The battle for campaign cash is escalating as President Donald Trump posted a massive second quarter haul on Tuesday, while a fresh-faced Indiana mayor outraised Sen. Bernie Sanders, one of the most prominent names in Democratic politics.
Trump's $105 million take reflects the incredible resources at his disposal as he prepares to fight for reelection. And South Bend Mayor Pete Buttigieg's $6 million advantage over Sanders shows the intense competition the Vermont senator is facing in a crowded primary.
Together, the early numbers emerging from top campaigns preview the challenges that lie ahead, particularly for Democrats. While Trump amasses a fortune, Democrats worry their long, potentially divisive primary will give the president an advantage going into the general election.
"The danger here is that Trump gets a free year to meddle," said Ben LaBolt, the national press secretary for President Barack Obama's reelection campaign.
Second quarter fundraising numbers don't need to be reported to the Federal Election Commission until July 15, but often campaigns give an early glimpse, particularly if they had a good haul.
So far, only Buttigieg and Sanders have released their numbers, with Sanders pulling in $18 million and transferring an additional $6 million from other accounts. Yet to be seen are highly anticipated figures from former Vice President Joe Biden and California Sen. Kamala Harris, who saw a fundraising surge after her breakout performance during last week's Democratic debates.
Trump's haul includes money raised by the Trump campaign, Trump's joint fundraising entities and the Republican National Committee. The Democratic National Committee, meanwhile, is raising money to support the party's eventual nominee.
Sanders' campaign manager, Faiz Shakir, attributed the campaign's cash gulf to Sanders's rejection of high-dollar fundraisers, which Buttigieg has embraced. Instead, Sanders' campaign is fueled by small-dollar online donations from a blue-collar base, he said.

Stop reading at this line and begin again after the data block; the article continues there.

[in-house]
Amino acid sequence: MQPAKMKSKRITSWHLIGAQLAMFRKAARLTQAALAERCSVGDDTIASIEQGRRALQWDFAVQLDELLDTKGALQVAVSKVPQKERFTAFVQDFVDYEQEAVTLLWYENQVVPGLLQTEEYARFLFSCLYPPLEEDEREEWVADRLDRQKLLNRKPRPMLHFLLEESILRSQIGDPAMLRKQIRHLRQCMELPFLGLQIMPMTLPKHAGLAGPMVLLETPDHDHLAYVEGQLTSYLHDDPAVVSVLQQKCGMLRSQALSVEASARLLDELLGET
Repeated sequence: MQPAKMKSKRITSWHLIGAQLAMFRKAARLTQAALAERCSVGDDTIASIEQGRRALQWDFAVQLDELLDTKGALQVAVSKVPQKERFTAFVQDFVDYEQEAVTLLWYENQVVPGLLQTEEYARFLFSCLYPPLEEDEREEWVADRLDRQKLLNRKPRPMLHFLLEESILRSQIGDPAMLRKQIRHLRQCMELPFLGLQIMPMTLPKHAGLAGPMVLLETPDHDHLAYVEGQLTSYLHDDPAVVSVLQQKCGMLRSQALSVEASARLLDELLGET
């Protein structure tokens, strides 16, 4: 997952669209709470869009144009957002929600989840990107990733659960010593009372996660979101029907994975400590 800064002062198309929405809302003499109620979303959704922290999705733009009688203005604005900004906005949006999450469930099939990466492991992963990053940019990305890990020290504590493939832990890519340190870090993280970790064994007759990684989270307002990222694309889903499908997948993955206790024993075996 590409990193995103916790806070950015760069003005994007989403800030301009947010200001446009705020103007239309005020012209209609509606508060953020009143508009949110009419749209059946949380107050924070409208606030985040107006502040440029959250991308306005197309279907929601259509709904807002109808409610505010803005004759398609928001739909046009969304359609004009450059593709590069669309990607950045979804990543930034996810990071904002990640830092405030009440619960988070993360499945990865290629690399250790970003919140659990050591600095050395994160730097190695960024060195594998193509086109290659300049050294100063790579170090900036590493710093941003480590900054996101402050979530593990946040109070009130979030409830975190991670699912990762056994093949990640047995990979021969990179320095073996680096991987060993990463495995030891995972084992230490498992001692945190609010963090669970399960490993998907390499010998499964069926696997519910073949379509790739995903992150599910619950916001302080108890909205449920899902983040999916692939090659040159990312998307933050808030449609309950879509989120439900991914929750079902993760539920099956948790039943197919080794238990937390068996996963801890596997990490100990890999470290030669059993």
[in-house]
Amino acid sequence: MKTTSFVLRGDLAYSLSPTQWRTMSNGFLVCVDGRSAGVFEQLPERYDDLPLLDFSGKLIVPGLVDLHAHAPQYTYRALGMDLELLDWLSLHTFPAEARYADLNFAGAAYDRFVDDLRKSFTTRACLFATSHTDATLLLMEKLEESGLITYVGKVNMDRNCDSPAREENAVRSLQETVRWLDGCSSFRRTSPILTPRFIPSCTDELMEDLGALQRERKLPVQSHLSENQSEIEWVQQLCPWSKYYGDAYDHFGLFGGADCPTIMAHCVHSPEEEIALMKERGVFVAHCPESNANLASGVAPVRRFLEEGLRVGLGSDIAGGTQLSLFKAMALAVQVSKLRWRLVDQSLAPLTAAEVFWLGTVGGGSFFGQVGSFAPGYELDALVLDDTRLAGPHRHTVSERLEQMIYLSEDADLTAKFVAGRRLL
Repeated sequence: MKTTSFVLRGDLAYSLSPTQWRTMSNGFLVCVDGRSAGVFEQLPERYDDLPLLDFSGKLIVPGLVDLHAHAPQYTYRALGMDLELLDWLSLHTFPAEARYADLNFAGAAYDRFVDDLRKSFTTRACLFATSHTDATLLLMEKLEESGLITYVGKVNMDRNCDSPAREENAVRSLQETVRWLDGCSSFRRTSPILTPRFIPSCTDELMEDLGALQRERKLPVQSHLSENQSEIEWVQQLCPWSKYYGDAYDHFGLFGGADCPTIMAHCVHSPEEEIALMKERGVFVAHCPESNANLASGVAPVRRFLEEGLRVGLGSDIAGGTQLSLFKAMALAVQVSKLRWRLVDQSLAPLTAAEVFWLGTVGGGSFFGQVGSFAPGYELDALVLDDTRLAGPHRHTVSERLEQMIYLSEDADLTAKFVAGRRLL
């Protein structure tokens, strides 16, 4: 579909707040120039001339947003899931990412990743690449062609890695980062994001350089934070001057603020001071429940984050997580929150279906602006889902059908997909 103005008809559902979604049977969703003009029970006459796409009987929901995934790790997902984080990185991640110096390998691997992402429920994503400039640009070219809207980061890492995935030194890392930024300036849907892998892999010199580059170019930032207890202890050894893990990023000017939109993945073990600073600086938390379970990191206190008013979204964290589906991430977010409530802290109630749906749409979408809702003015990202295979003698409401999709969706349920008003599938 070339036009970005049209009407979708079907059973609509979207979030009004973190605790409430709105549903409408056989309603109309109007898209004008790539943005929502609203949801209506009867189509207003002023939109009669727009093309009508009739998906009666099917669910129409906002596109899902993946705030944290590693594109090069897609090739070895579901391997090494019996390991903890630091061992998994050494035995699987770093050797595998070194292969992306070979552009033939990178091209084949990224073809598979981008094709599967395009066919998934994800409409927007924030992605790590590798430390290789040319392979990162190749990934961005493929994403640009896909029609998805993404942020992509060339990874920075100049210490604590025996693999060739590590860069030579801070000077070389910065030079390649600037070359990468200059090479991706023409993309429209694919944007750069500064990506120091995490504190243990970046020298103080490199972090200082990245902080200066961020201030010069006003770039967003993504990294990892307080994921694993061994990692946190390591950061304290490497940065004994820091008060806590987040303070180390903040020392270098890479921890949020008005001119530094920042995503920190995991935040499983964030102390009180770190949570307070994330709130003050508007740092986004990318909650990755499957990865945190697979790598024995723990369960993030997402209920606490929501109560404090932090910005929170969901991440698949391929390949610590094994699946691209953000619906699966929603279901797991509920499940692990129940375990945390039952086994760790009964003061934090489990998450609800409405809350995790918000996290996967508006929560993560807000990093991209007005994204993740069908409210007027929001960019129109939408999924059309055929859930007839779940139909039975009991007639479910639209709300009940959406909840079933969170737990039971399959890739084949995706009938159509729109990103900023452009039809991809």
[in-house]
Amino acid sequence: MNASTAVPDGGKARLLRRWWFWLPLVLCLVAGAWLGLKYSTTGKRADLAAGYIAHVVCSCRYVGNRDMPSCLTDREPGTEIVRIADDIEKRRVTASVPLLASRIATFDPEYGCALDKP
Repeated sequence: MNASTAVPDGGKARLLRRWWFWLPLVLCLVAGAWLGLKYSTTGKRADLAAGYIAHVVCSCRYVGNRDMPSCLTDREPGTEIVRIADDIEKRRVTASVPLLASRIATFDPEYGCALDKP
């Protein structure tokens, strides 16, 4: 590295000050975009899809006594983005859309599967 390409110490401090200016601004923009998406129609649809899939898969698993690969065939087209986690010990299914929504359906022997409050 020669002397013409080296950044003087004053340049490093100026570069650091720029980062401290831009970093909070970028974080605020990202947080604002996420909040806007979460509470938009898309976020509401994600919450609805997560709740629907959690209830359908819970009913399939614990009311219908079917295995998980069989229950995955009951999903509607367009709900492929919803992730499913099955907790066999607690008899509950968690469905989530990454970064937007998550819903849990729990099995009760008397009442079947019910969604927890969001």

"It is the kind of support that we would take any day of the week over cushy, closed-door, high-dollar fundraisers in New York City, in which people eat Parmesan-encrusted salmon on a toothpick," Shakir said.
Buttigieg's campaign didn't immediately respond to a request for comment Tuesday.
Biden, the presumed front-runner, is coming off several shaky weeks, including a dramatic moment on the debate stage during which he struggled to respond to pointed questions from Harris about his past positions on school busing.
A member of his finance team, California attorney Thomas McInerney, withdrew his support, pointing to Biden's recent comments highlighting his work with segregationists in the Senate.
Biden's campaign said in an email to supporters on Monday that they "blew our fundraising goal out of the water" but remain coy about how much he raised. Harris, meanwhile, took in $2 million in the 24 hours after her searing critique of Biden.
The former vice president's supporters say they aren't worried.
"Let's be honest: When you are the far and away front-runner, everybody is shooting at you," said Steve Westly, a Silicon Valley venture capitalist who is raising money for Biden and predicted his campaign would post a large figure.
Fundraising success, however, does not equate to votes, and the race is still in the early stages. Buttigieg, for example, is winning favor among donors but has struggled with African American voters, a key constituency for any winning Democratic presidential campaign.
On Tuesday, the 37-year-old acknowledged the needs to meet more voters in the black community during a campaign appearance in Chicago, suggesting that they may warm up to him if they ``see me in action for a longer period of time.''
A clearer picture of the race will emerge once the numbers are reported, laying bare the relative health of their campaigns. Candidates must reach 2% in at least four polls in addition to collecting contributions from at least 130,000 donors to appear on the September debate stage.
At least a dozen of the more than 20 campaigns are trying to lure in new donors to qualify for the fall round of debates. But the dry summer months, when fundraising is difficult, lie ahead.
Former Colorado Gov. John Hickenlooper is one of the most vulnerable candidates, in part because of his trouble raising money. He's resisting pressure from his staff to scrap his flagging presidential campaign and instead run for Senate in his home state.
"We need to winnow the field. If you are not raising eight figures in an entire quarter, you may need to look yourself in the mirror and accept that this is not your race," said Rufus Gifford, Obama's former finance director.
Republicans, meanwhile, are trying to duplicate Democrats' online fundraising success with small-dollar donors.
Last week they launched WinRed, their answer to ActBlue, the Democratic behemoth that funneled more than $1.6 billion mostly low-dollar contributions to campaigns during the 2018 midterms.
Republicans frequently rely on rich mega-donors but hope Trump's popularity with everyday voters will translate into more grassroots contributions flowing to other races.
Still, Democrats caution that money isn't everything.
"I don't think money will decide this election," said Chris Korge, the new DNC finance chair. "We have energy on our side that they don't have on theirs."